Some MPs worried about waning enthusiasm among their constituents for supporting Ukraine’s defence say they hope President Volodymyr Zelenskyy’s visit changes some hearts and minds.
“It’s important that we continue to stay unified as Canadians … and advocate for the aid necessary to ensure Ukraine wins the war,” said Toronto-area Liberal MP Yvan Baker, chair of the Canada-Ukraine Parliamentary Friendship Group.
Baker’s mother and grandparents immigrated from Ukraine to Canada after the Second World War and many of his constituents in his riding of Etobicoke-Centre are of Ukrainian descent.
But despite the appearance of widespread Canadian public support on the surface, Baker and several other MPs have told CBC News they fear that war fatigue is beginning to take hold in their ridings as headlines about the war are trumped by pocketbook issues.
Baker said he doesn’t want to see support drop to the level it has in the U.S., where some Republicans are openly opposing ongoing materiel and financial support for the Ukrainian war effort. He said that prospect makes Zelenskyy’s two-day visit to Canada especially important.
“If we recognize that this is a fight for not just Ukraine’s sovereignty, but the international rules-based order … it is obvious that we should be doing everything possible to support Ukrainians until they decisively win the war,” Baker said.
On Friday, during his first visit to Canada since Russia launched its all-out invasion, Zelenskyy delivered an impassioned speech to Parliament urging Canada and other Western allies to maintain their support until Russia is defeated.
Canadians currently questioning Ottawa’s financial and military aid to Ukraine should watch Zelenskyy’s address to Parliament, said Innovation, Science and Industry Minister François-Philippe Champagne.
“Just watch the sacrifice of these people,” said Champagne, who represents the riding of Saint-Maurice—Champlain in Quebec.
“They’re paying with their lives for democracy, for all of us. So if there’s any people still doubting, just watch the speech.”
Conservative Sen. Denise Batters of Saskatchewan listened to Zelenskyy speak in the House of Commons while wearing a vyshyvanka, a traditional Ukrainian blouse embroidered by her grandmother just before she sailed to Canada from Ukraine a century ago.
“It was quite the momentous day, a lifetime memory,” said Batters, who said she got the chance to speak to Zelenskyy about her Ukrainian heritage and the history of her blouse.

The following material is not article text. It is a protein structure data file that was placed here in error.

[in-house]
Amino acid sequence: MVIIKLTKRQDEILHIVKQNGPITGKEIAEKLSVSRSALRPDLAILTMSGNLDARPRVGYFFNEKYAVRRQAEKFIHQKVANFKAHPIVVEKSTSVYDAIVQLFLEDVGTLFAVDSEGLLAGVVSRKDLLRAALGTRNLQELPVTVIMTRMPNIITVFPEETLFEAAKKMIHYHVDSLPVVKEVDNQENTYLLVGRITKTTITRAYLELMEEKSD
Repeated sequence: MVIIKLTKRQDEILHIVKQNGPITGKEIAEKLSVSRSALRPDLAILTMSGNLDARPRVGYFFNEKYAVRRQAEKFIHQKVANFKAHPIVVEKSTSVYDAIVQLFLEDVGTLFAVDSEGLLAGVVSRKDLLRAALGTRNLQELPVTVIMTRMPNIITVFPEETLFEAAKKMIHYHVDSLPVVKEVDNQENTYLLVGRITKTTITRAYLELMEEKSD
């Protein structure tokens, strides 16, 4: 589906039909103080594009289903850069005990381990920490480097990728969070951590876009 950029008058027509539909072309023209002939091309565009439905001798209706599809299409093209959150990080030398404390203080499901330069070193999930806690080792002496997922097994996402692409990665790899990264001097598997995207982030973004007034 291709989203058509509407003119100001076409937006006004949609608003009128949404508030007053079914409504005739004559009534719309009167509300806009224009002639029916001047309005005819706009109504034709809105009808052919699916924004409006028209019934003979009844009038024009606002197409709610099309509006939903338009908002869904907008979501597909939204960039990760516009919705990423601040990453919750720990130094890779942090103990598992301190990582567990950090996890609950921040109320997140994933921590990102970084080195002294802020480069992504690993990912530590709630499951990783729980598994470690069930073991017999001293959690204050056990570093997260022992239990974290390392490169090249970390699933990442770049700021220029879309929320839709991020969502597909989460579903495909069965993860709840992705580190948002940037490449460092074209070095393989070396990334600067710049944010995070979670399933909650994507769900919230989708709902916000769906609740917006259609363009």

“I’m hearing very positive things from Canadians across the country, that they want to help Ukraine.”
‘The minimum we can do’
Following Zelenskyy’s address, Prime Minister Justin Trudeau announced $650 million in new military aid over three years to allow Ukraine to acquire 50 armoured vehicles, including vehicles for medical evacuation that will be built in London, Ont.
The federal government also announced new sanctions against 63 Russian individuals and entities that Trudeau said were complicit in kidnapping Ukrainian children and spreading disinformation and propaganda.
Friday’s announcement brings Canada’s total committed support to Ukraine since 2022 to more than $9.5 billion, said the Prime Minister’s Office.
Tom Kmiec, Conservative MP for Calgary Shepard, said he’s heard concerns from some constituents about the level of ongoing Ukrainian aid.
“I do hear it and then we sit down and then we have a good conversation, [a] good explanation that this is an unprovoked attack on a sovereign nation,” Kmiec said.
“We have to keep supporting them. It’s the minimum we can do.”
Ron McKinnon, Liberal MP for Coquitlam—Port Coquitlam, said he’s also heard occasional gripes but believes most voters support the cause.
“It is an incredibly important fight,” he said.
Mike Kelloway, Liberal MP for Cape Breton—Canso, said he believes Ukraine is one issue that should unite Canadians.
“If you think the war in Ukraine doesn’t impact us, look at inflation,” he said. “If something happens in one part of the world, if we ignore it, we do it at our own peril.”
Yaroslav Baran, co-founder of Cafe Ukraine, a resource centre in Ottawa for Ukrainian refugees, said he does worry about Ukraine fatigue sinking in.
“That’s what keeps me up,” said Baran, who watched Zelenskyy’s address to Parliament.
“The longer any war goes on, the more it slips off the headlines … You’ve got to fight to maintain attention and, by extension, political support.”
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